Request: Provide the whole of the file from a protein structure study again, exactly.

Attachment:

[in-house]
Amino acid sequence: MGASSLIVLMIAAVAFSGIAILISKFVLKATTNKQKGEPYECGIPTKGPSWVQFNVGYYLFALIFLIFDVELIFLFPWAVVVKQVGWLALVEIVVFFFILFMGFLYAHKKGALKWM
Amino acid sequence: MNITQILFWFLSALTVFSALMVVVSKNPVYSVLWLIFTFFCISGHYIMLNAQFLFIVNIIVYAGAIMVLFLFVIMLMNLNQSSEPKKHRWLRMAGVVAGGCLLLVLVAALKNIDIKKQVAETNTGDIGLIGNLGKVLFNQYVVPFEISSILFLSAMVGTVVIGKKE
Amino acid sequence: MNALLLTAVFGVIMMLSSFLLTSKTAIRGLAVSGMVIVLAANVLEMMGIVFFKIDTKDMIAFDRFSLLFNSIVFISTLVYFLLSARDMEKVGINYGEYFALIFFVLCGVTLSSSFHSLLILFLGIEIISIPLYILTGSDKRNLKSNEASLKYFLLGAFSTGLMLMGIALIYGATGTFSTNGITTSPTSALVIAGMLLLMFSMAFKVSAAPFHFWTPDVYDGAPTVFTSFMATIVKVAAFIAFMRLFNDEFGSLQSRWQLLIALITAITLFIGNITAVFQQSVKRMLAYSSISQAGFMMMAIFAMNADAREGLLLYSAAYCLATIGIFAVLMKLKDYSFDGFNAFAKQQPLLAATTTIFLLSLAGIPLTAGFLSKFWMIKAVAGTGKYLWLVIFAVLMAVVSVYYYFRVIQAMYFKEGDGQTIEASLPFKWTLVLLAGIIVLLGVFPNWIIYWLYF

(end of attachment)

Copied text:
[in-house]
Amino acid sequence: MGASSLIVLMIAAVAFSGIAILISKFVLKATTNKQKGEPYECGIPTKGPSWVQFNVGYYLFALIFLIFDVELIFLFPWAVVVKQVGWLALVEIVVFFFILFMGFLYAHKKGALKWM
Amino acid sequence: MNITQILFWFLSALTVFSALMVVVSKNPVYSVLWLIFTFFCISGHYIMLNAQFLFIVNIIVYAGAIMVLFLFVIMLMNLNQSSEPKKHRWLRMAGVVAGGCLLLVLVAALKNIDIKKQVAETNTGDIGLIGNLGKVLFNQYVVPFEISSILFLSAMVGTVVIGKKE
Amino acid sequence: MNALLLTAVFGVIMMLSSFLLTSKTAIRGLAVSGMVIVLAANVLEMMGIVFFKIDTKDMIAFDRFSLLFNSIVFISTLVYFLLSARDMEKVGINYGEYFALIFFVLCGVTLSSSFHSLLILFLGIEIISIPLYILTGSDKRNLKSNEASLKYFLLGAFSTGLMLMGIALIYGATGTFSTNGITTSPTSALVIAGMLLLMFSMAFKVSAAPFHFWTPDVYDGAPTVFTSFMATIVKVAAFIAFMRLFNDEFGSLQSRWQLLIALITAITLFIGNITAVFQQSVKRMLAYSSISQAGFMMMAIFAMNADAREGLLLYSAAYCLATIGIFAVLMKLKDYSFDGFNAFAKQQPLLAATTTIFLLSLAGIPLTAGFLSKFWMIKAVAGTGKYLWLVIFAVLMAVVSVYYYFRVIQAMYFKEGDGQTIEASLPFKWTLVLLAGIIVLLGVFPNWIIYWLYF